What happened the night of May 4 in Haymarket Square instantly led to America's first "Red Scare". On May 5, martial law was declared throughout the nation. The entire labor and immigrant community, especially the Germans, became suspects. Known socialist and anarchist hangouts were raided without search warrants. Union newspapers were shut down. Dozens of men, none who had any connection to the events that night, were arrested.

Eight men were indicted and stood trial for what happened in Haymarket Square. The three most notable defendants were Parsons, Spies, and Fielden. There was no direct evidence connecting any of them to the actual bomb. Most of them were not in Haymarket Square when the bomb exploded. Only one defendant, Louis Lingg, was found with bomb-making materials at his home. The other seven were convicted solely on their rhetoric or by association. At one point the Chicago Tribune newspaper offered to pay any juror who found the men guilty. The lead investigator would be dismissed (though re-instated some years later) under suspicion of fabricating evidence. The two-month trial was a low point for the American judicial system.

Seven of the eight were given the death penalty and one was given 15 years of hard labor. The results of the trial brought condemnation from labor organizers. Protests sprung up around the world. The convicted men became martyrs to the labor movement. Under pressure, the governor of Illinois reduced the sentence of Samuel Fielden and one other man to life imprisonment. Louis Lingg would apparently commit suicide the day before he was to be executed. The remaining three, including Albert Parsons and August Spies, were hanged on November 11, 1887. In June 1893, the new Illinois Governor John Altgeld pardoned those who remained alive while criticizing the miscarriage of justice that had been allowed to happen.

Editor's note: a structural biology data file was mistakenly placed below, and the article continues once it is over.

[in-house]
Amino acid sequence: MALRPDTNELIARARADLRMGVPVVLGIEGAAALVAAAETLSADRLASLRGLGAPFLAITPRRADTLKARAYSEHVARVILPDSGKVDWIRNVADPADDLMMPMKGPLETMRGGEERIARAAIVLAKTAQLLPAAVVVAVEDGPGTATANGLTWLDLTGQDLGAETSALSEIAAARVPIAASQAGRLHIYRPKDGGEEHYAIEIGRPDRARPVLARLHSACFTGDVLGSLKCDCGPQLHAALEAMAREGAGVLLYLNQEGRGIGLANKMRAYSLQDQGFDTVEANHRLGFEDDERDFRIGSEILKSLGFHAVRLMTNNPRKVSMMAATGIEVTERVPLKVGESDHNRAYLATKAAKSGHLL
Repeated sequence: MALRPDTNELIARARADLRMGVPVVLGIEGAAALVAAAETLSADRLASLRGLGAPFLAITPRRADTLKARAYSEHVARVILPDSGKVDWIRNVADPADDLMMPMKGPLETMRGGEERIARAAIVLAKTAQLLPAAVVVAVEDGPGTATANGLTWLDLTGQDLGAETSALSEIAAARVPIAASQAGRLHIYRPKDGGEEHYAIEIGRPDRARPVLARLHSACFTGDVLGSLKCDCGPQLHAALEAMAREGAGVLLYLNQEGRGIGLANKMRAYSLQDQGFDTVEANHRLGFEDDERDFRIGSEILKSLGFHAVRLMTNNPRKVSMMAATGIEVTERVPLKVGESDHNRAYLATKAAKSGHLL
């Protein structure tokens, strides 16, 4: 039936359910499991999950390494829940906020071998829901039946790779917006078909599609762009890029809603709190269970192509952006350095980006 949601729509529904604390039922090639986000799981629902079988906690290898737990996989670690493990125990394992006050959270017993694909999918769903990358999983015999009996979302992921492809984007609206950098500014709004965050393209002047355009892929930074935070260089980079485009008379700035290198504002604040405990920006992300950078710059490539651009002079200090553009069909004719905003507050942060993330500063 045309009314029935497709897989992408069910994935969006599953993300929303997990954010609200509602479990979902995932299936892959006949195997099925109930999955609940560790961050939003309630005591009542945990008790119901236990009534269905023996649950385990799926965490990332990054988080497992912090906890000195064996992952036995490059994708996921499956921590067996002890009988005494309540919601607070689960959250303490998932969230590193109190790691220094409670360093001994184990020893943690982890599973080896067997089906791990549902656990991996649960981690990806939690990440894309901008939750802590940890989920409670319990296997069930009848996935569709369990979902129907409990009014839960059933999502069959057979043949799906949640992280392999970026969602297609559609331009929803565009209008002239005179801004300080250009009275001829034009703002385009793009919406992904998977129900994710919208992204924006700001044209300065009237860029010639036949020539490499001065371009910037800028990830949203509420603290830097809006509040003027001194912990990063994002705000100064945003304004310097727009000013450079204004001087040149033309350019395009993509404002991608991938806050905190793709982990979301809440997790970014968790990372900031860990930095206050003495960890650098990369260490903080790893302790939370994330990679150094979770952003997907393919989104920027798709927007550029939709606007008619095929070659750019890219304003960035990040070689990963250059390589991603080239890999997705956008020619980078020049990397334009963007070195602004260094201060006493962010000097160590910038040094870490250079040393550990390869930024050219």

In 1889, at an international workers conference, a delegation from the American Federation of Labor recommended that May 1 be declared International Labor Day in honor of the memory of the Haymarket martyrs. To this day, May Day is still observed around the world as a day to celebrate the labor struggle. (In the United States, after the socialist Russian revolution in 1917, May Day fell out of favor for the first Monday in September.) The Haymarket Affair became a flashpoint for the labor movement. It became symbolic of the fight to organize, for better and safer working conditions, for fair and equitable treatment, and for a living wage.


To Learn More About the Haymarket Affair and Labor in the 19th Century:

The Haymarket Riot and Trial: Professor Douglas O. Linder (Famous Trials)

The Haymarket Affair: William Adelman (Illinois Labor History Society)